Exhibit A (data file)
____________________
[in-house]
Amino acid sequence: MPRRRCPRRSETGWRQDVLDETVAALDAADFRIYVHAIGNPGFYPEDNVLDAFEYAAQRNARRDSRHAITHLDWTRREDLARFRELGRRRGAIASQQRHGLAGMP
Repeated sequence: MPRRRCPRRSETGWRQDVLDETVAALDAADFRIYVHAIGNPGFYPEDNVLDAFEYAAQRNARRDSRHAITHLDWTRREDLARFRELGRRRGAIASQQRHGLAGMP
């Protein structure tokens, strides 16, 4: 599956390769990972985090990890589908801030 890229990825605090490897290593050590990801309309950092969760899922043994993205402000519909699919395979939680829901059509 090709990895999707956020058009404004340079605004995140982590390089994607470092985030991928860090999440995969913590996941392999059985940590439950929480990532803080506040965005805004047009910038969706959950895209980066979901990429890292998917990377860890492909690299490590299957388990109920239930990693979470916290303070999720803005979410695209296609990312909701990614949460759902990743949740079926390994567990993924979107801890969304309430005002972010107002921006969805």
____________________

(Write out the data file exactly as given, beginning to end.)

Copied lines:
[in-house]
Amino acid sequence: MPRRRCPRRSETGWRQDVLDETVAALDAADFRIYVHAIGNPGFYPEDNVLDAFEYAAQRNARRDSRHAITHLDWTRREDLARFRELGRRRGAIASQQRHGLAGMP
Repeated sequence: MPRRRCPRRSETGWRQDVLDETVAALDAADFRIYVHAIGNPGFYPEDNVLDAFEYAAQRNARRDSRHAITHLDWTRREDLARFRELGRRRGAIASQQRHGLAGMP
């Protein structure tokens, strides 16, 4: 599956390769990972985090990890589908801030 890229990825605090490897290593050590990801309309950092969760899922043994993205402000519909699919395979939680829901059509 090709990895999707956020058009404004340079605004995140982590390089994607470092985030991928860090999440995969913590996941392999059985940590439950929480990532803080506040965005805004047009910038969706959950895209980066979901990429890292998917990377860890492909690299490590299957388990109920239930990693979470916290303070999720803005979410695209296609990312909701990614949460759902990743949740079926390994567990993924979107801890969304309430005002972010107002921006969805």